My 10 Most Favorite Youth Fiction Books

Ones that I’d recommend to just about everyone. Granted, some are not single books, but series. In no particular order:

  1. The Blue Sword and Hero and the Crown, Robin McKinley: The Blue Sword is full of adventure, magic, romance, swordplay… it would probably make a pretty good movie if anyone ever thought of it. It was an engaging book, well-written and the heroes were believable and interesting (there’s a lot of believable tension and chemistry between the two lead characters, which makes it fun). Hero and the Crown is a pre-quel to The Blue Sword. Anyway, this is a story about Aerin, a backwards princess with flame-red hair, and how she finds her calling in life (fighting dragons, of all things) and how she overcomes her insecurities and wins the hearts (rather than the suspicions) of the people in her father’s kingdom. It’s a great “hero” book where the hero is a girl, and it works wonderfully!
  2. Bridge to Terabithia, Katherine Paterson: I picked this one up on a whim (and because I decided to read all the Newbery Award winners) and I was captivated by it. It’s a wonderful story about being different, about imagination, about friendship, and most of all, about strength. I sobbed at the end (there’s a tragic ending); I’ve never read a more accurate or touching portrayal of grief. An excellent book.
  3. The Harry Potter Series, J.K. Rowling (Sorcerer’s Stone, Chamber of Secrets, Prisoner of Azkaban, Goblet of Fire, Order of the Phoenix, Half-Blood Prince): Rowling has created a wonderful, intricate – though not deep or profound – world. It’s an easy read (eye candy) and fast-paced. It’s fun, though not necessarily something to be savored. Though, I have read it more than once. She’s gotten better, to. I read that she really enjoyed writing Book 6, and it shows. It’s much tighter than the last two, and has an incredible cliff-hanger ending. I can’t wait until she gets around to writing the last one.
  4. The Goose Girl, Shannon Hale: Aside from the annoying author blurb and the mildly predictible ending, this is a wonderful fairy tale. A princess, made dull and lacking inner strength by the fact of her birth, finds strength, hope and frienship through adversity. Excellent.
  5. The Dark is Rising Series, Susan Cooper (Including Over Sea, Under Stone; The Dark is Rising; Greenwitch; The Grey King; and Silver on the Tree): A great series of myth and magic and power for good or evil. I have problems with books with Welsh in them; I love them but I can’t pronounce anything in it. It’s a fabulous series.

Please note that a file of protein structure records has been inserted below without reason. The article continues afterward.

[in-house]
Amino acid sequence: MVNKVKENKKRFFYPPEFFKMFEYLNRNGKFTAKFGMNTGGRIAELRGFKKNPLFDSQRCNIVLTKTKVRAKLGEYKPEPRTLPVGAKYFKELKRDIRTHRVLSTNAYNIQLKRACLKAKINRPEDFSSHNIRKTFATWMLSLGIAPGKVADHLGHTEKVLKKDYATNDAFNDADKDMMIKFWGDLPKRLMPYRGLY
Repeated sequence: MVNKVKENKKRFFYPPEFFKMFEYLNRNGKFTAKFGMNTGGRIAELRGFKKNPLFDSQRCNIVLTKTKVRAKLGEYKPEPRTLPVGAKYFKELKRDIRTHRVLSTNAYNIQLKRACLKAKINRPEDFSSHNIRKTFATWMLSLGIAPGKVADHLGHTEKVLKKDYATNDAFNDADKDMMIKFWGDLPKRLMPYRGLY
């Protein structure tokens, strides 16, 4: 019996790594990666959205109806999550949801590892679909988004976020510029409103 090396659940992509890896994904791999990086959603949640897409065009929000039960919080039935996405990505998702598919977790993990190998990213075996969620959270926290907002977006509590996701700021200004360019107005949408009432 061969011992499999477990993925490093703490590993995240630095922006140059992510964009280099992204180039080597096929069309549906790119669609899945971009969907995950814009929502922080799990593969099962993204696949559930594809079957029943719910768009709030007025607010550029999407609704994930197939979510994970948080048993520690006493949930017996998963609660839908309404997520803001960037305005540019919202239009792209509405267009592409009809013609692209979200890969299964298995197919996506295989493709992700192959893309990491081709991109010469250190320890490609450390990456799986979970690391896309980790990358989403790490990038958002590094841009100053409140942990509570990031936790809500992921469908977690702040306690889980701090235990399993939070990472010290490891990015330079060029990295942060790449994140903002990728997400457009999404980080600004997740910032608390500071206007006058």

6. Inkheart, Cornelia Funke: A book-lovers book. And a wonderful story. (see the full review here.)
  7. The BFG, Roald Dahl: My absolute hands-down favorite Dahl book. It’s sweet, it’s weird (what Dahl book isn’t, though?), and it’s a lot of fun to read.
  8. Ella Enchanted, Gail Carson Levine: A fun take on the Cinderella story. The heroine is admirable: strong, intelligent, funny, assertive, yet she is human, and not “perfect”. The romance is tactfully, and simply done (They’re friends first! Yay!) and you come to really like all the characters. It’s funny, well-written and a charming book. And for an additional Cinderella variation, Just Ella by Margaret Peterson Haddix is an excellent read.
  9. The Giver, Lois Lowry: An excellent little fable about a society without feeling and how one boy comes to realize the good in differences. The other one I’ve read by her, Number the Stars, is also excellent.
  10. Crispin, Avi: I loved this book. It was a good, simple tale of a boy in the Middle Ages learning to think and act for himself. Avi’s a great writer – the good and the bad of the Middle Ages are eloquently portrayed. It’s a fine, engaging historical novel. It won the 2003 Newbery Medal.

3 thoughts on “My 10 Most Favorite Youth Fiction Books

  1. Tammy says:

    Hey!From your list i know just over half of them. However,i can see your taste in books and it’s similar to mine so i will surelly find the books in your list which i have not yet read and find out for myself if they’re as good as you claime (i’m sure they are).I saw Inkheart in your list, yet i did not see the sequel to it, Inkspell (which i thought was also very nicely written). I was wondering if you have read it, and if you have, what you thought of it.


  2. Thanks for the list. I did a whole novel study with my class on The Giver. It’s such a fabulous book.Looks like I still have a lot of good things to explore. I’m teaching grade 8 for the first time this fall so I have to read a whole new set of books.


  3. I would like to reccomend the book series Deltora Quest by Emily Rodda, if you haven’t already read them. The books look short, and they are,(only 31,000 words) but they are written better than you’d expect. They also come in two big thick books of the whole series put together. The first series is great, but then the author made two seqal series (Deltora Shadowlands and Deltora Dragons) that kind of ruin the good ending of the first series, even though the last few Deltora Dragons books were good. It is about a boy named Leif, a kind of wild girl named Jasmine, and a man named Barda, who have to go on a quest to find seven magical gems that fit into The Belt of Deltora, a belt that, once complete, has the power to banish the evil Shadowlord. The books are better than I described them, but I must say Emily Rodda isn’t very good at character development. Please read these books!


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